Bee Corridor: Seven-mile stretch of wildflowers planted to encourage bees in London

London is to home a seven-mile stretch of vibrant wildflowers, known as a “bee corridor”, to encourage the city’s bee population.

The pathway for bees will be formed of 22 meadows sown through parks and green spaces across the London Borough of Brent, north west of the capital.

According to Brent council, the wildflowers will be in place in time for summer in a move that aims to halt the decline in biodiversity in the borough.

A recent study showed a massive decline in pollinating insect numbers in the UK since the 1980s, with the decline of wildflowers attributed as one factor behind this.

It is intended that Brent’s Bee Corridor will attract, not just bees, but also other declining pollinators such as dragonflies and butterflies.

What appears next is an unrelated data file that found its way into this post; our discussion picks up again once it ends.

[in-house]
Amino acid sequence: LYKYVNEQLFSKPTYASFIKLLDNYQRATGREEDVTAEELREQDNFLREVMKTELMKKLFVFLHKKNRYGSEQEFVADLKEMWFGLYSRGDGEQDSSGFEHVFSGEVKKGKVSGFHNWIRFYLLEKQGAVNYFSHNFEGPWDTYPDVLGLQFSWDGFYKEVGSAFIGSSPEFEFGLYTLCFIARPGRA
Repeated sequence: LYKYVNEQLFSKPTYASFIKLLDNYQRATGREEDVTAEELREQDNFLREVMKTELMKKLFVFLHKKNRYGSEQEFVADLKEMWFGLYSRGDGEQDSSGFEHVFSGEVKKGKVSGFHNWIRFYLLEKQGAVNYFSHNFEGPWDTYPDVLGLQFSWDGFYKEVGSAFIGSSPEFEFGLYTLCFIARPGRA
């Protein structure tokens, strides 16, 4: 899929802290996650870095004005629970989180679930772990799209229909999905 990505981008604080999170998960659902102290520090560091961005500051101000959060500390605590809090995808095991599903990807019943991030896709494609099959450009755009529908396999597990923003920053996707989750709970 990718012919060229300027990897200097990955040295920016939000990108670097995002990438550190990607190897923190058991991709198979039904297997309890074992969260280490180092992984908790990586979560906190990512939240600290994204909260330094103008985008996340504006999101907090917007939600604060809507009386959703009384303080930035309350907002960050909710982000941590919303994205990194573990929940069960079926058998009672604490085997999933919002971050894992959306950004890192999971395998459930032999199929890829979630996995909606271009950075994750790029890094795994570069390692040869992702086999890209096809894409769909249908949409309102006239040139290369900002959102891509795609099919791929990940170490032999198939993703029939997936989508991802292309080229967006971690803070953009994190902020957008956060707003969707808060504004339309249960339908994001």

Kelly Eaton, project manager of the Brent Bee Corridor, said: “We wanted to do our bit to boost biodiversity.

“The Parks team curated the mix of wildflowers with bees and other insects in mind, choosing varieties that would attract these pollinators.”

Initiatives to encourage the bee population are taking place all over the world including the Honey Highway in the Netherlands, which has transferred over 90 kilometres of Dutch roadside into wildflower patches to increase the bee population.

Rosa Medea is Life & Soul Magazine’s Chief. She writes about lifestyle including sustainable and green living. She also offers content services to businesses and individuals at Rosamedea.com

 

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